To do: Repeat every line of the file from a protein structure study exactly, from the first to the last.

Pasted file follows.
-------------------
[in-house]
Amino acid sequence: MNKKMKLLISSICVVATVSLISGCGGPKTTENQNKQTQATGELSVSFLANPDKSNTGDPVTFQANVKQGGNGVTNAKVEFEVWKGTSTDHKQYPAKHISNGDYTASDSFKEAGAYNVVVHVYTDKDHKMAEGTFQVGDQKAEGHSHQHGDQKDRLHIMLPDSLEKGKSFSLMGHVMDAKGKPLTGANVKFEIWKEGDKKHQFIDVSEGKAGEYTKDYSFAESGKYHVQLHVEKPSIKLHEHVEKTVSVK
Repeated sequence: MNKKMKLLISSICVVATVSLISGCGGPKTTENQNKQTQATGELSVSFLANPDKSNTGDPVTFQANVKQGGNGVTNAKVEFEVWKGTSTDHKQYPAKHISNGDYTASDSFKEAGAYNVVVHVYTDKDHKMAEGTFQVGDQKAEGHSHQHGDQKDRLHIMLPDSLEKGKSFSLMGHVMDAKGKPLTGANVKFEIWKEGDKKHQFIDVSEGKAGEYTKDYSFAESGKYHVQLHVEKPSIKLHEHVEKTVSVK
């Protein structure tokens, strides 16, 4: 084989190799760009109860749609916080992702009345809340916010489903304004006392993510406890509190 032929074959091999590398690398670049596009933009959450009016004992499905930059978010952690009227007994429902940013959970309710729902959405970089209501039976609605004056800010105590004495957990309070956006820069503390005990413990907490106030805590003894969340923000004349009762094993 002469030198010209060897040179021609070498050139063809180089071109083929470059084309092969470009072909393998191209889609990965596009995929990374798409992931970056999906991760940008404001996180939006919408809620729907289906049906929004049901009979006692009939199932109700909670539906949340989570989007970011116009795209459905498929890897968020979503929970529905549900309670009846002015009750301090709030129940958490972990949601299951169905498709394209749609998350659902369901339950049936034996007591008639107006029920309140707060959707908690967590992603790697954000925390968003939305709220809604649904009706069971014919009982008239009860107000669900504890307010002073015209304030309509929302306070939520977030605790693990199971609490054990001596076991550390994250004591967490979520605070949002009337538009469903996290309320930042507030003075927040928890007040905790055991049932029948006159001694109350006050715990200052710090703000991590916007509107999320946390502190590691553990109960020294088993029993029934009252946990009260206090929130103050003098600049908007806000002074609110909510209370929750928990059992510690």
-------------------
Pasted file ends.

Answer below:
[in-house]
Amino acid sequence: MNKKMKLLISSICVVATVSLISGCGGPKTTENQNKQTQATGELSVSFLANPDKSNTGDPVTFQANVKQGGNGVTNAKVEFEVWKGTSTDHKQYPAKHISNGDYTASDSFKEAGAYNVVVHVYTDKDHKMAEGTFQVGDQKAEGHSHQHGDQKDRLHIMLPDSLEKGKSFSLMGHVMDAKGKPLTGANVKFEIWKEGDKKHQFIDVSEGKAGEYTKDYSFAESGKYHVQLHVEKPSIKLHEHVEKTVSVK
Repeated sequence: MNKKMKLLISSICVVATVSLISGCGGPKTTENQNKQTQATGELSVSFLANPDKSNTGDPVTFQANVKQGGNGVTNAKVEFEVWKGTSTDHKQYPAKHISNGDYTASDSFKEAGAYNVVVHVYTDKDHKMAEGTFQVGDQKAEGHSHQHGDQKDRLHIMLPDSLEKGKSFSLMGHVMDAKGKPLTGANVKFEIWKEGDKKHQFIDVSEGKAGEYTKDYSFAESGKYHVQLHVEKPSIKLHEHVEKTVSVK
């Protein structure tokens, strides 16, 4: 084989190799760009109860749609916080992702009345809340916010489903304004006392993510406890509190 032929074959091999590398690398670049596009933009959450009016004992499905930059978010952690009227007994429902940013959970309710729902959405970089209501039976609605004056800010105590004495957990309070956006820069503390005990413990907490106030805590003894969340923000004349009762094993 002469030198010209060897040179021609070498050139063809180089071109083929470059084309092969470009072909393998191209889609990965596009995929990374798409992931970056999906991760940008404001996180939006919408809620729907289906049906929004049901009979006692009939199932109700909670539906949340989570989007970011116009795209459905498929890897968020979503929970529905549900309670009846002015009750301090709030129940958490972990949601299951169905498709394209749609998350659902369901339950049936034996007591008639107006029920309140707060959707908690967590992603790697954000925390968003939305709220809604649904009706069971014919009982008239009860107000669900504890307010002073015209304030309509929302306070939520977030605790693990199971609490054990001596076991550390994250004591967490979520605070949002009337538009469903996290309320930042507030003075927040928890007040905790055991049932029948006159001694109350006050715990200052710090703000991590916007509107999320946390502190590691553990109960020294088993029993029934009252946990009260206090929130103050003098600049908007806000002074609110909510209370929750928990059992510690």